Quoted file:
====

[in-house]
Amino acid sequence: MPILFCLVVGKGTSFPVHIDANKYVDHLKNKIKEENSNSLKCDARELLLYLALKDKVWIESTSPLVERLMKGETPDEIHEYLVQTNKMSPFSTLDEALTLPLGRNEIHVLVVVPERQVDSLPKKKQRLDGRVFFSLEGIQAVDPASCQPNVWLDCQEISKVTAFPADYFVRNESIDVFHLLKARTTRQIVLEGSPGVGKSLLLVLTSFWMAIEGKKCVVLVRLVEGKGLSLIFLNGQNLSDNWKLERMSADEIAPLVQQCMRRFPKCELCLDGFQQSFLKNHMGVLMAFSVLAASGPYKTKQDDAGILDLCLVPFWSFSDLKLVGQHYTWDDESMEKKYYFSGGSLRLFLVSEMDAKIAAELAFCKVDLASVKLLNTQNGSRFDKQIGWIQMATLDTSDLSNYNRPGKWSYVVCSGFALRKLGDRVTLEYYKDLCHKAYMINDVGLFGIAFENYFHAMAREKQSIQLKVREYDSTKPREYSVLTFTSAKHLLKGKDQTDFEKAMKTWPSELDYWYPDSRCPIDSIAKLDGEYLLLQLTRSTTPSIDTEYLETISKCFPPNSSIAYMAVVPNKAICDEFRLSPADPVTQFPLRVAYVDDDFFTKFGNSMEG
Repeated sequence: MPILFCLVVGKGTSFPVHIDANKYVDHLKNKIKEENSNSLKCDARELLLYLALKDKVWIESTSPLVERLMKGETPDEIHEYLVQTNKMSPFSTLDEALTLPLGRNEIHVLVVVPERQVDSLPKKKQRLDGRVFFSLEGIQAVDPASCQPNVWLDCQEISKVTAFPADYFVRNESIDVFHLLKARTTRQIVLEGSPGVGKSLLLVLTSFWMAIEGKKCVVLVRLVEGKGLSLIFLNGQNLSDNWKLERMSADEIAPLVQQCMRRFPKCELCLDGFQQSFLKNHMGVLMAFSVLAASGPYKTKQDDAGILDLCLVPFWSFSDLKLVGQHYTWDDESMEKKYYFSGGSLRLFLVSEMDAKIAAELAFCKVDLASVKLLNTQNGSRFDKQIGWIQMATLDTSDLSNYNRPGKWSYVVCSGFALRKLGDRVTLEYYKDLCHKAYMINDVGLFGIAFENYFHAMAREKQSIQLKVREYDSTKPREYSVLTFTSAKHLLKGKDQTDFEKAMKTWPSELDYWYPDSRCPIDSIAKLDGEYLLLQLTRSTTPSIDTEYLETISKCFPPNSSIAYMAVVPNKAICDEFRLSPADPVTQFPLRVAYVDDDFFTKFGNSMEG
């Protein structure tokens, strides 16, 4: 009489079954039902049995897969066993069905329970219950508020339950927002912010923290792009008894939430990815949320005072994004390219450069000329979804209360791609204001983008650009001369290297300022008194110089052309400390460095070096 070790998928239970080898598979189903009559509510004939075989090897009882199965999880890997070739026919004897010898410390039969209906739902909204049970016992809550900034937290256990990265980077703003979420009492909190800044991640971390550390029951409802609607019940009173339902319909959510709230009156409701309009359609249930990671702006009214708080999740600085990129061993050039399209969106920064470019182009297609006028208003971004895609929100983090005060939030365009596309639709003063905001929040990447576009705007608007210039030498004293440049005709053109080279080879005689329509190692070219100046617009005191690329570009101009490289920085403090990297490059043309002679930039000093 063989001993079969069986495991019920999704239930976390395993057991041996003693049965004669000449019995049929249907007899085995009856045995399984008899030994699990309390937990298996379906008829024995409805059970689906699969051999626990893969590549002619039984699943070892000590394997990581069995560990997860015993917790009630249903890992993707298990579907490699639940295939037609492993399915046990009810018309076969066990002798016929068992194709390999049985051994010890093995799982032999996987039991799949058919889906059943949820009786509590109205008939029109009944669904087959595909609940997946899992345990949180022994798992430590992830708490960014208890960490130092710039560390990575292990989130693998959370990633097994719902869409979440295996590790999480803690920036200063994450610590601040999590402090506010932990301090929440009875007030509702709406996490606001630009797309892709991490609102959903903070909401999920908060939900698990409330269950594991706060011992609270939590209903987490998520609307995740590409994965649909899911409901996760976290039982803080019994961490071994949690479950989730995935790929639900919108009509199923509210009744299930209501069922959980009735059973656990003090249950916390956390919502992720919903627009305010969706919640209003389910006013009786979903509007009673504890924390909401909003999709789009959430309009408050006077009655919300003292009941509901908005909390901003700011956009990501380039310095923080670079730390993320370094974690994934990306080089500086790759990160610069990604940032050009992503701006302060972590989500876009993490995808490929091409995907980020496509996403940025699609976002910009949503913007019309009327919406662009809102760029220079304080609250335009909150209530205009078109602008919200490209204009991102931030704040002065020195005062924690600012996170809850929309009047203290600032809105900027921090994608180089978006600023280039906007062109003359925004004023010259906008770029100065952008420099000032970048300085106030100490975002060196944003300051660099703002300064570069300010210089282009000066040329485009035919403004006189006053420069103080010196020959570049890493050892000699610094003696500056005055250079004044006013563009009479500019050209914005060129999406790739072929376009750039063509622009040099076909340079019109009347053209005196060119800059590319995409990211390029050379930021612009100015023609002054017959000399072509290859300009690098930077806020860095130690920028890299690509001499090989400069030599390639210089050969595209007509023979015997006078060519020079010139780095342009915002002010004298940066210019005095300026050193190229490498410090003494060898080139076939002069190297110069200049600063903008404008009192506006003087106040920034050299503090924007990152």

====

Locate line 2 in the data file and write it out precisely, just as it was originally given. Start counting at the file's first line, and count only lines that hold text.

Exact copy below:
Amino acid sequence: MPILFCLVVGKGTSFPVHIDANKYVDHLKNKIKEENSNSLKCDARELLLYLALKDKVWIESTSPLVERLMKGETPDEIHEYLVQTNKMSPFSTLDEALTLPLGRNEIHVLVVVPERQVDSLPKKKQRLDGRVFFSLEGIQAVDPASCQPNVWLDCQEISKVTAFPADYFVRNESIDVFHLLKARTTRQIVLEGSPGVGKSLLLVLTSFWMAIEGKKCVVLVRLVEGKGLSLIFLNGQNLSDNWKLERMSADEIAPLVQQCMRRFPKCELCLDGFQQSFLKNHMGVLMAFSVLAASGPYKTKQDDAGILDLCLVPFWSFSDLKLVGQHYTWDDESMEKKYYFSGGSLRLFLVSEMDAKIAAELAFCKVDLASVKLLNTQNGSRFDKQIGWIQMATLDTSDLSNYNRPGKWSYVVCSGFALRKLGDRVTLEYYKDLCHKAYMINDVGLFGIAFENYFHAMAREKQSIQLKVREYDSTKPREYSVLTFTSAKHLLKGKDQTDFEKAMKTWPSELDYWYPDSRCPIDSIAKLDGEYLLLQLTRSTTPSIDTEYLETISKCFPPNSSIAYMAVVPNKAICDEFRLSPADPVTQFPLRVAYVDDDFFTKFGNSMEG